Once the interviews began revealing bottlenecks to learning in our courses and the steps that are needed to get past them, we could move on to steps 3, 4, and 6 in the “decoding the disciplines” process, i.e. modeling operations for students, giving them an opportunity to practice and get feedback, and assessing students ability to perform specific operations at the end of the process. In the 2006-2007 school year we worked with faculty and graduate students in six history courses to devise new strategies for helping students to overcome specific bottlenecks.
We constructed classroom exercises, assignments, and presentations targeted at particular operations, as well as assessment plans to determine how successful we were at imparting these skills to undergraduates.
With funding from the Spencer and Teagle Foundations, we have begun to perfect these strategies and develop new ways to teach some of the operations intrinsic to the discipline.
In the course of the 2008-2009 academic year, seven history faculty designed interventions in nine classes, ranging in size from small seminars to 100+ person classes. Six of these projects treated aspects of decoding primary sources. All of these projects, among other goals, sought to teach students how to evaluate individual primary sources as objects worthy of study in their own right--not just as transparent containers of information.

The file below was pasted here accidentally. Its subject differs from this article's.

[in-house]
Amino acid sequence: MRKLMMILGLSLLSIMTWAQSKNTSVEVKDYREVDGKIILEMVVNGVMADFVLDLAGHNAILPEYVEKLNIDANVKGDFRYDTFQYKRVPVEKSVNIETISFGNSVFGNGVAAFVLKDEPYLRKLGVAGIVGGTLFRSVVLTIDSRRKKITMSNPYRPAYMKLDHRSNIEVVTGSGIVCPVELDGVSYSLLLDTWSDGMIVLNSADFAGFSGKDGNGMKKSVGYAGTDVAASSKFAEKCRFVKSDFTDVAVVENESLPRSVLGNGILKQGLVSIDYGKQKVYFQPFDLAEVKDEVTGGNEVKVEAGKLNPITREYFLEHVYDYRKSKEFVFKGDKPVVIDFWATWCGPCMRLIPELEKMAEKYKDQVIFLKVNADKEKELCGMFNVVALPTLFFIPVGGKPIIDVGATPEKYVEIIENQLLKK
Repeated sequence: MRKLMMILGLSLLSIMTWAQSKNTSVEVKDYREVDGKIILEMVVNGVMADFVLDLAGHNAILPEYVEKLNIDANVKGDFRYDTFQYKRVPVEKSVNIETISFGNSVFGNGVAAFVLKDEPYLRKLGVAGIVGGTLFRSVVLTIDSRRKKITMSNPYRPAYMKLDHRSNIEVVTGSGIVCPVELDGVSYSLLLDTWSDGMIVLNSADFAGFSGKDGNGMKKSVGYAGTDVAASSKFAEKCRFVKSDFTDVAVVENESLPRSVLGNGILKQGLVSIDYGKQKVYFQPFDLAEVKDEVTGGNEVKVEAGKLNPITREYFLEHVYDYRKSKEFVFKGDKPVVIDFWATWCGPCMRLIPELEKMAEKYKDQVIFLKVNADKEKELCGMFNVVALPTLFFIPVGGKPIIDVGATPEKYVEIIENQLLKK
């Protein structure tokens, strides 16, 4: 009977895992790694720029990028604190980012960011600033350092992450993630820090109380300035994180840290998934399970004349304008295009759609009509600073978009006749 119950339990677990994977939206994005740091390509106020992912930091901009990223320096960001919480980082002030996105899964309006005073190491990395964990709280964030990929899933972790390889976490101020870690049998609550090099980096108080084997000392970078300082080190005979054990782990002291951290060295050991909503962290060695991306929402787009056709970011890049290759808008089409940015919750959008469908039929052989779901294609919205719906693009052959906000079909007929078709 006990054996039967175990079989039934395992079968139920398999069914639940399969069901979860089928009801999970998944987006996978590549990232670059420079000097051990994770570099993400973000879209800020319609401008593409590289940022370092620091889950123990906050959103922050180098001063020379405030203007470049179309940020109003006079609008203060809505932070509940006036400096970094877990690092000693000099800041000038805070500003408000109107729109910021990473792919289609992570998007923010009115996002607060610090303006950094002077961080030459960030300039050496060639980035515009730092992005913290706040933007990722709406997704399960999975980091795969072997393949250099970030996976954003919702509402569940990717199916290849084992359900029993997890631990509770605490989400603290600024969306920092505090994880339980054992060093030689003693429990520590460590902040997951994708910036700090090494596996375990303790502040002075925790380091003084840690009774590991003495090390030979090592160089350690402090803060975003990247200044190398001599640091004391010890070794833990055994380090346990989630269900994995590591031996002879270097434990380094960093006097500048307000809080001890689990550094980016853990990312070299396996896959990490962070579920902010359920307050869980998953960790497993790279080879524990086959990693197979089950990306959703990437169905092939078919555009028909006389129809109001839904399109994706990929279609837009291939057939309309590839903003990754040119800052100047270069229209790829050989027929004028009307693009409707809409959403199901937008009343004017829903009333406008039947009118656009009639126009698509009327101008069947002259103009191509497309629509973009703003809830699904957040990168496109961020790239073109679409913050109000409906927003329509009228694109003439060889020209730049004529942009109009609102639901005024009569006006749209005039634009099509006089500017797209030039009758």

In all cases, students were asked to deploy the sources in some way. Two of the instructors worked on helping students to compare multiple, sometimes contradictory, sources and deploy them effectively, either in conversation with each other or with secondary sources and lecture material.
One of the instructors worked to sensitize students to the impact of medium on primary sources and to explore the ways differences of medium shaped the message.
Two instructors worked on getting students to set primary sources into a larger historical context, in one case to help students understand what historians mean by the term “significance” when they apply it to primary sources, and in the other to get them to understand what primary sources shed light on larger historical issues and therefore would be good evidence to interpret.
One instructor worked on a particular aspect of the “sourcing heuristic,” (Wineburg 2001) the audience for primary sources, and the interpretive moves that use a source to find out about the audience and use what is known about the audience to interpret the source.
Two faculty members in three classes worked with students on written argument. One focused on getting students to deploy sufficient evidence appropriately in support of their arguments; he has pursued his project in two different classes. The other worked on getting students to recognize arguments in articles they read, to see how individual arguments are related within a given academic discourse, and to find their own position within that discourse.